This is no ordinary sports car. A Frankfurt debutant, the Audi nanuk quattro concept is an all-wheel drive supercar crossover study that showcases all of Audi’s expertise on the road and track, and off it. It’s the go-anywhere supercar – fast, stylish, efficient, and not limited to where the tarmac ends.
To come up with the design, Audi collaborated with Italdesign Giugiaro, maker of the similarly-envisioned Italdesign Parcour Concept shown in Geneva earlier this year. Audi claims the nanuk quattro crossover concept combines the dynamics of a mid-engine sports car with the versatility of a sporty recreational vehicle.
Power comes from a mid-mounted 5.0 litre V10 TDI unit that makes 544 hp of power and 1,000 Nm of torque, the later delivered from just 1,500 rpm. The twin-turbo diesel engine has the Audi valvelift system (AVS) equipped, and operates with injection pressure of 2,500 bar.
A beefed-up seven-speed S tronic dual-clutch gearbox transfers power to a specially designed quattro drivetrain, allowing this 1,900 kg super crossover to get to 100 km/h in 3.8 seconds and on to a top speed of 305 km/h. With an average consumption of 7.8 litres per 100 km, the V10 TDI engine sets benchmarks for power and efficiency, claims Audi.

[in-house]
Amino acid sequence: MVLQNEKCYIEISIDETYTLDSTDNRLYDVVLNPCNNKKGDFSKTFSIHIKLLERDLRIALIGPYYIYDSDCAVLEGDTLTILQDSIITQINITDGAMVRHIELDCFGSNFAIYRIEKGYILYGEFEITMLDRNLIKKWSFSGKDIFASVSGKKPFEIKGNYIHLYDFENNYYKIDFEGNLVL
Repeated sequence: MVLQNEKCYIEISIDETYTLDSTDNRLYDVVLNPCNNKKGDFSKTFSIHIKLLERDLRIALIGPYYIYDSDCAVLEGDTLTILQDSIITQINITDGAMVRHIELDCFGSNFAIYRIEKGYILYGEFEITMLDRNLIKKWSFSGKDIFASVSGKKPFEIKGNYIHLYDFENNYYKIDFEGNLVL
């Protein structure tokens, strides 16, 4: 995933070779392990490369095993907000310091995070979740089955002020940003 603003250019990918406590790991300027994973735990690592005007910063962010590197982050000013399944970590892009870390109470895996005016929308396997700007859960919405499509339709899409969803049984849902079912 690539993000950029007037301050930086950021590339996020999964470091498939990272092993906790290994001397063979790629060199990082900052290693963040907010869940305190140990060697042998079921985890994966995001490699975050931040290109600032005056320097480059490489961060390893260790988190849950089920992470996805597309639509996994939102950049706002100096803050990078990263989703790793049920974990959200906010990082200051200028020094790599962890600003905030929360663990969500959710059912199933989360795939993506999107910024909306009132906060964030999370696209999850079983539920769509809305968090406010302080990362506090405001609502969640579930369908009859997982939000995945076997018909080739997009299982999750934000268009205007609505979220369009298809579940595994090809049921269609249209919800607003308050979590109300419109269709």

Behind the concept’s 22-inch wheels (wrapped in 235/50 tyres up front, 295/45 at the rear) are all-around carbon-fibre-ceramic brake discs and double-wishbones, connected to Audi’s next-gen air suspension.
The nanuk can be lowered by 30 mm or raised 40 mm from its default ride height to have the ideal ground clearance for any roads. This can be done manually if the driver insists, or automatically as it is linked to the car’s navigation system. Left on its own, it’ll lower itself on highways and automatically raise its height when approaching a gravel road.
Another breakthrough addition is its integral steering, which combines Audi’s dynamic steering on the front axle with supplemental steering on the rear wheels. It resolves the on-going conflict between dynamic handling and stability, and is similar to the system already put into production in the latest Porsche 911 GT3.
At low speeds, the rear wheels can turn up to nine degrees in the opposite direction of the front wheels to reduce the turning circle and aid agility. On the other hand, the rear wheels turn as much as 2.5 degrees in the same direction as the fronts at higher speeds for better stability.
The nanuk quattro uses the lightweight aluminium Audi Space Frame with a carbon-fibre outer skin, sculpted with exaggerated and angular lines that preview the next Audi design language. It has distinctive dynamic daytime running lights that also serve as turn signals, parked next to headlights that use the Audi Matrix LED technology.
Behind the doors are vertical sideblades like those on the Audi R8 sports car. The lower opening feeds air into the V10 TDI engine, while the upper half is movable and facilitates the flow of air through the engine compartment.
There’s only a sketch of the interior to go by, but it’s clear that it has been reduced to the essentials. The minimalist architecture revolves around the instrument cluster. Only three materials are seen inside: dark aluminium, mineral grey leather and carbon-fibre.
Meanwhile, the front luggage compartment offers enough room for two trolley cases or a golf bag. After all, there’s no point to being able to go everywhere if you can’t bring anything with you, is there?